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Lindsay Coome - University of Toronto. Toronto, ON, CA

Lindsay Coome Lindsay Coome

PhD Candidate, Department of Psychology | University of Toronto

Toronto, ON, CANADA

Lindsay is a PhD student in Psychology at the University of Toronto. Her thesis investigates the biological basis of sexual orientation.



I'm Lindsay, a PhD candidate in Psychology at the University of Toronto. I completed my undergraduate degree in Psychology at Western University in 2012 and my master's degree from Dr. Ashley Monks' lab at UTM in 2013.

I am now working on my PhD in the Biopsychosocial Investigations of Gender laboratory. Research in the BIG Lab focuses on enhancing our understanding of gender expression and related psychological traits through a comprehensive approach. We employ a variety of methodologies such as cross-cultural field studies, lab-based experimental and observational studies, questionnaires and surveys, and neuroimaging.

My own research interests span the fields of biological, evolutionary, and cross-cultural psychology. My thesis investigates the science of sexual orientation, and whether subgroups of gay men (identified by their anal sex roles) differ in the developmental processes that influence their same-sex attraction.

In addition to my interest in studying sexual orientation, I also research the biological origins of gender expression and gender identity using a cross-cultural approach. By studying sao praphet song (i.e., “third” gender individuals who were assigned as male at birth, take on a feminine social role, and are sexually oriented toward men) in Thailand, the aim of my research is to help disentangle sexual orientation from gender identity, thus allowing us to better discern which brain regions and developmental processes are related to sexual orientation and which are related to gender identity.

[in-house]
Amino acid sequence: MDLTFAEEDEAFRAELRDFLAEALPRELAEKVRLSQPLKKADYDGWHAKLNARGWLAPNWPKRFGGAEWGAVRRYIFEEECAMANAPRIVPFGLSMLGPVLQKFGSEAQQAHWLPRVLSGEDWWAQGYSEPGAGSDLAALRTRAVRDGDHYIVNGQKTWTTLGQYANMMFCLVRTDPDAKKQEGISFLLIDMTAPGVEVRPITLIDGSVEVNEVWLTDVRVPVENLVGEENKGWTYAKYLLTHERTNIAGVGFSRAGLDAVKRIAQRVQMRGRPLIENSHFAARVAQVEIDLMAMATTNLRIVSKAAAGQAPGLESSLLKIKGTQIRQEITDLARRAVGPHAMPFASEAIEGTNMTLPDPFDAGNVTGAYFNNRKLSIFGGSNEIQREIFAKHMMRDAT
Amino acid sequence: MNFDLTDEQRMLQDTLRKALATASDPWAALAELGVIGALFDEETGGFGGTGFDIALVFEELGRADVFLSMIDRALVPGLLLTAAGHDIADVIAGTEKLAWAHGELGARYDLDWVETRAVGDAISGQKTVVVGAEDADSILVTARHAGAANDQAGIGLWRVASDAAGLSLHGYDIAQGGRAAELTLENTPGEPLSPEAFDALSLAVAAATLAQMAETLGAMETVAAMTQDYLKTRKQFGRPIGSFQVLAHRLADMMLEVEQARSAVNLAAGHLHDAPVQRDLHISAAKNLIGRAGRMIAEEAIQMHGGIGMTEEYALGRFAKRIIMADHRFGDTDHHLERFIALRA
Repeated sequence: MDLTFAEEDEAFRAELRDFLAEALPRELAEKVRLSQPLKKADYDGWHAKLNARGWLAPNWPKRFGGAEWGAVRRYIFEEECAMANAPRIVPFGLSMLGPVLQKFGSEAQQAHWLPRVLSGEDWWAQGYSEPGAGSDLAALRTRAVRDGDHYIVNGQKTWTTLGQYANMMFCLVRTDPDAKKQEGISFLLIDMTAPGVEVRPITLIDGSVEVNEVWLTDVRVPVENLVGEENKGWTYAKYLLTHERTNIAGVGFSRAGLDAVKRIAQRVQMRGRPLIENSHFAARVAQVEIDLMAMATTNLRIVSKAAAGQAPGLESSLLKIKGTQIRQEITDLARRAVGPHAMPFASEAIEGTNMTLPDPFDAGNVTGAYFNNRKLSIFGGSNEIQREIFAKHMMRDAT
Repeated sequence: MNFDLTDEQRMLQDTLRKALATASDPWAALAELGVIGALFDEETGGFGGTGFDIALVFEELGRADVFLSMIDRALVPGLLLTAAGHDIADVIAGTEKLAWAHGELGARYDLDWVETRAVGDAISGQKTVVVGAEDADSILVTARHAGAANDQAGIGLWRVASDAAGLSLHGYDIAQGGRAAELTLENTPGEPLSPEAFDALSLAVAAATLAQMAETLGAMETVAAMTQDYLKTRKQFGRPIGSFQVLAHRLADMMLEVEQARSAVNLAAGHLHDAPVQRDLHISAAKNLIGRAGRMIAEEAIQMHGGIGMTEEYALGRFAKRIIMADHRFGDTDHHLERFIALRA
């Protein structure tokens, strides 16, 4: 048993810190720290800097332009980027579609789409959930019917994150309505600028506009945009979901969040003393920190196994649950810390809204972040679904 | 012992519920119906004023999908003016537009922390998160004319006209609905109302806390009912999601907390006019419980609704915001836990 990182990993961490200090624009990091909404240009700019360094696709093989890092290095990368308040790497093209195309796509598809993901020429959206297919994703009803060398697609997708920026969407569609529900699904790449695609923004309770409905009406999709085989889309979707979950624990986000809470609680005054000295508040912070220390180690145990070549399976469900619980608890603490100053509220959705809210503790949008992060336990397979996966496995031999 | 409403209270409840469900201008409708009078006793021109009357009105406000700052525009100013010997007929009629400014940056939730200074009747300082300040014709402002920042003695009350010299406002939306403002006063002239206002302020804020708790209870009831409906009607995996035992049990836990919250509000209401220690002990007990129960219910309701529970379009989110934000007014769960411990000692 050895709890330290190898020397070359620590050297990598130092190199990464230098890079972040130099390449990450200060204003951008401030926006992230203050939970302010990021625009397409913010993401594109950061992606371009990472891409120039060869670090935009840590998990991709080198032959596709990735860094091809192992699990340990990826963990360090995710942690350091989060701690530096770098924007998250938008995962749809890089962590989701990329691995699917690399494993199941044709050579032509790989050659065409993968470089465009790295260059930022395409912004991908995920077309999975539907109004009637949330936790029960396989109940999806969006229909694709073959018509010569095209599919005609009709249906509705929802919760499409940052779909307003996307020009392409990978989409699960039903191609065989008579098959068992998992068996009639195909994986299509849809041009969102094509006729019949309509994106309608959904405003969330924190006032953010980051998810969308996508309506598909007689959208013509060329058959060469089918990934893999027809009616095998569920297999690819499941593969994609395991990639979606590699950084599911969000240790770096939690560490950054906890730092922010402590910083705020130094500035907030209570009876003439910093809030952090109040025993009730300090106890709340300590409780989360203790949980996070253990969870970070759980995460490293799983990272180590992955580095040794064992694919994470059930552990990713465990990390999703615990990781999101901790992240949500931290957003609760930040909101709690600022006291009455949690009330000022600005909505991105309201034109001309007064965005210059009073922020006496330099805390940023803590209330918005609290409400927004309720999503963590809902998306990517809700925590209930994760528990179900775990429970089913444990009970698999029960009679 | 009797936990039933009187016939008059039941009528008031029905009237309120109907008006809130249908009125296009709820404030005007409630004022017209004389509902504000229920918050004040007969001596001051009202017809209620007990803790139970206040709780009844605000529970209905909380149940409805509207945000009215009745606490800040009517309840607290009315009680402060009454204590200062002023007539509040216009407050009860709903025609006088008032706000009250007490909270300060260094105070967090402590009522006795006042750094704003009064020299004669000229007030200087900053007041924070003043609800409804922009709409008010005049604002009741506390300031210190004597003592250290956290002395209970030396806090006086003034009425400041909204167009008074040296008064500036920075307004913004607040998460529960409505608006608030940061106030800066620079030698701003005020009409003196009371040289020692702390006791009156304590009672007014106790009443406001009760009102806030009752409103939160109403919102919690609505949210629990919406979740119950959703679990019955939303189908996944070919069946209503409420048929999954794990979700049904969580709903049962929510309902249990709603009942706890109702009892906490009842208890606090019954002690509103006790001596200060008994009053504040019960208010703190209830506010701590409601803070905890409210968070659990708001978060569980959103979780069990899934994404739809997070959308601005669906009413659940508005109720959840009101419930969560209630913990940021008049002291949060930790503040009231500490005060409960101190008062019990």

Outside of the lab, I am heavily involved in science outreach initiatives, especially those that aim to encourage more women into the STEM pipeline. I am also involved in initiatives that aim to help academics improve their coding skills for use in their research, as well as teaching best practices in scientific computing and promoting open science and reproducible research practices.

Areas of Expertise (9)

Sexual Orientation

Sex Differences in the Brain and Behaviour

Gender Identity and Development


Animal Research

Reproducible Research



Cross-cultural psychology

Education (2)

University of Toronto: M.A., Psychology 2013

Western University: B.A., Psychology 2012

Languages (1)

  • English

Event Appearances (1)

Keynote Speaker, "The Mating Game: Animal Courtship and Reproduction"

Let’s Talk Science Challenge  University of Toronto Mississauga